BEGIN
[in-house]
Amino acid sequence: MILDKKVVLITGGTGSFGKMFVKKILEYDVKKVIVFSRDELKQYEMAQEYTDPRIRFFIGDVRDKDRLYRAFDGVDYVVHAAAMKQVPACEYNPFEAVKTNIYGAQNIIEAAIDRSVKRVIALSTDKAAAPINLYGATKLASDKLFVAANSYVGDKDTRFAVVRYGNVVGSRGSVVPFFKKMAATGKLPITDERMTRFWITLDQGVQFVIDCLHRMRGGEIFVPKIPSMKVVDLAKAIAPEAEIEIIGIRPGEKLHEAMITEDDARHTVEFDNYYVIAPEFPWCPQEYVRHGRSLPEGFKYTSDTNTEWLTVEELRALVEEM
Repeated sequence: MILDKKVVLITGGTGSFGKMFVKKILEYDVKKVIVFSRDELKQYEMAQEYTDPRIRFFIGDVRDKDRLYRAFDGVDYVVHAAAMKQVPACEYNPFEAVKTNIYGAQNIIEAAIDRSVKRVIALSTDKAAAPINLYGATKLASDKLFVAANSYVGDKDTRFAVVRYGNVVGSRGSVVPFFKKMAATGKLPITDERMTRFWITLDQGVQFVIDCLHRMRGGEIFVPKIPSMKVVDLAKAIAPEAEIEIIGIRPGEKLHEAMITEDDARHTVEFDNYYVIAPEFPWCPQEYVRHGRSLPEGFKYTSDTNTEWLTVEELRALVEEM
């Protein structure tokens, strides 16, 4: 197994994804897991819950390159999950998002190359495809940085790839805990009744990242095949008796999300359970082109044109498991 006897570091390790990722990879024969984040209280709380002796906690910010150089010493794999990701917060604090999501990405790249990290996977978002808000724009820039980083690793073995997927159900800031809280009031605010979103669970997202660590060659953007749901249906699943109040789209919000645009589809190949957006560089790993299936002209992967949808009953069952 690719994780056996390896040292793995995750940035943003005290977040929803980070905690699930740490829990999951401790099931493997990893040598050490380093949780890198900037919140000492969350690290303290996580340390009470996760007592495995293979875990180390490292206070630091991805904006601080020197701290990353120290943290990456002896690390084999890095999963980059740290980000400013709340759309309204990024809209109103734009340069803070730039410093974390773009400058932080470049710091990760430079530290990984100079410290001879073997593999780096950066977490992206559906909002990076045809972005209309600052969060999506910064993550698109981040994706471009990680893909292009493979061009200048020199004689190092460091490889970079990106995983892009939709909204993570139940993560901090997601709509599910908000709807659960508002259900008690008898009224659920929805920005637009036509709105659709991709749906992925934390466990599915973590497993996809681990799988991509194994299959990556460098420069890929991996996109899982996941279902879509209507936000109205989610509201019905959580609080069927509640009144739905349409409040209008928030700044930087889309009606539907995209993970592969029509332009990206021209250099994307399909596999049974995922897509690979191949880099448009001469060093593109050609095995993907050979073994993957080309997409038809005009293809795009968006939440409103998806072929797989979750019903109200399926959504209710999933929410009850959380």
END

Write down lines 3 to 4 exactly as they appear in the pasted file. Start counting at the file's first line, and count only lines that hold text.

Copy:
Repeated sequence: MILDKKVVLITGGTGSFGKMFVKKILEYDVKKVIVFSRDELKQYEMAQEYTDPRIRFFIGDVRDKDRLYRAFDGVDYVVHAAAMKQVPACEYNPFEAVKTNIYGAQNIIEAAIDRSVKRVIALSTDKAAAPINLYGATKLASDKLFVAANSYVGDKDTRFAVVRYGNVVGSRGSVVPFFKKMAATGKLPITDERMTRFWITLDQGVQFVIDCLHRMRGGEIFVPKIPSMKVVDLAKAIAPEAEIEIIGIRPGEKLHEAMITEDDARHTVEFDNYYVIAPEFPWCPQEYVRHGRSLPEGFKYTSDTNTEWLTVEELRALVEEM
């Protein structure tokens, strides 16, 4: 197994994804897991819950390159999950998002190359495809940085790839805990009744990242095949008796999300359970082109044109498991 006897570091390790990722990879024969984040209280709380002796906690910010150089010493794999990701917060604090999501990405790249990290996977978002808000724009820039980083690793073995997927159900800031809280009031605010979103669970997202660590060659953007749901249906699943109040789209919000645009589809190949957006560089790993299936002209992967949808009953069952 690719994780056996390896040292793995995750940035943003005290977040929803980070905690699930740490829990999951401790099931493997990893040598050490380093949780890198900037919140000492969350690290303290996580340390009470996760007592495995293979875990180390490292206070630091991805904006601080020197701290990353120290943290990456002896690390084999890095999963980059740290980000400013709340759309309204990024809209109103734009340069803070730039410093974390773009400058932080470049710091990760430079530290990984100079410290001879073997593999780096950066977490992206559906909002990076045809972005209309600052969060999506910064993550698109981040994706471009990680893909292009493979061009200048020199004689190092460091490889970079990106995983892009939709909204993570139940993560901090997601709509599910908000709807659960508002259900008690008898009224659920929805920005637009036509709105659709991709749906992925934390466990599915973590497993996809681990799988991509194994299959990556460098420069890929991996996109899982996941279902879509209507936000109205989610509201019905959580609080069927509640009144739905349409409040209008928030700044930087889309009606539907995209993970592969029509332009990206021209250099994307399909596999049974995922897509690979191949880099448009001469060093593109050609095995993907050979073994993957080309997409038809005009293809795009968006939440409103998806072929797989979750019903109200399926959504209710999933929410009850959380």